"Borrego Springs is one of the Supervisor's favorite constituencies. Unfortunately, we have no control over the decisions of the IRC," stated Darren Gretler, Supervisor Desmond's Chief of Staff. "Borrego is a small rural community with many unique problems. It would be a shame to change elected leaders when we have just been getting to know Borrego; making progress on a number of fronts, and have unfinished projects on the Revitalization Committee's agenda."
Elected supervisors have no control over the IRC or its recommendations. The 14 IRC Commissioners act independently of influence from the Board of Supervisors, and are tasked with balancing the five districts by equal population counts of roughly 650,000, and at the same time creating a more equitable and stronger minority representation.
Fortunately, Rebecca Falk, chair of the Borrego Springs Sponsor Group, and Jim Wilson, leader in the Christmas Circle Community Association, were at the December 9 meeting, prepared to ask the IRC to keep Borrego in San Diego County's District 5. Even with the last-minute notice of changes, and as the meeting was happening, a few other Borrego residents were able to sign in to speak virtually or send emails also requesting the Commissioners to leave the Borrego Springs planning area in District 5.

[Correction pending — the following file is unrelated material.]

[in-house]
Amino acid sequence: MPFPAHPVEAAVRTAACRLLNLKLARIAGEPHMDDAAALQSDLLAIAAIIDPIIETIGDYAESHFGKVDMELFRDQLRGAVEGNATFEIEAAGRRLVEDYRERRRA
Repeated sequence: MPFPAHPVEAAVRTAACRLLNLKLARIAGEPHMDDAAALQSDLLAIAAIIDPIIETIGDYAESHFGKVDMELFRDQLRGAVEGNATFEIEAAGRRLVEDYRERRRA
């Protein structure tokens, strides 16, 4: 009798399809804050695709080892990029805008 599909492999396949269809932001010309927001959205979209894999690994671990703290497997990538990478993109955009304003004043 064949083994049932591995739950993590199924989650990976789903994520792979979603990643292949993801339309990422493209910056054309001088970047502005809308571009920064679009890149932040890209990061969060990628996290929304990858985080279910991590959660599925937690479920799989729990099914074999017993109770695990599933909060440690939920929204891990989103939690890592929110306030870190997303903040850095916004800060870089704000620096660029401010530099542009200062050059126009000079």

Borrego speakers explained that the community identifies with the North County, including emergency hospital services at Palomar Hospital, other unincorporated communities and Indian reservations in District 5. They also pointed out that, "Borrego Springs has many important projects underway with the guidance and support of Supervisor Desmond, who is acquainted with Borrego's unique location and environment, as well as its important geographic connection with the Anza-Borrego Desert State Park."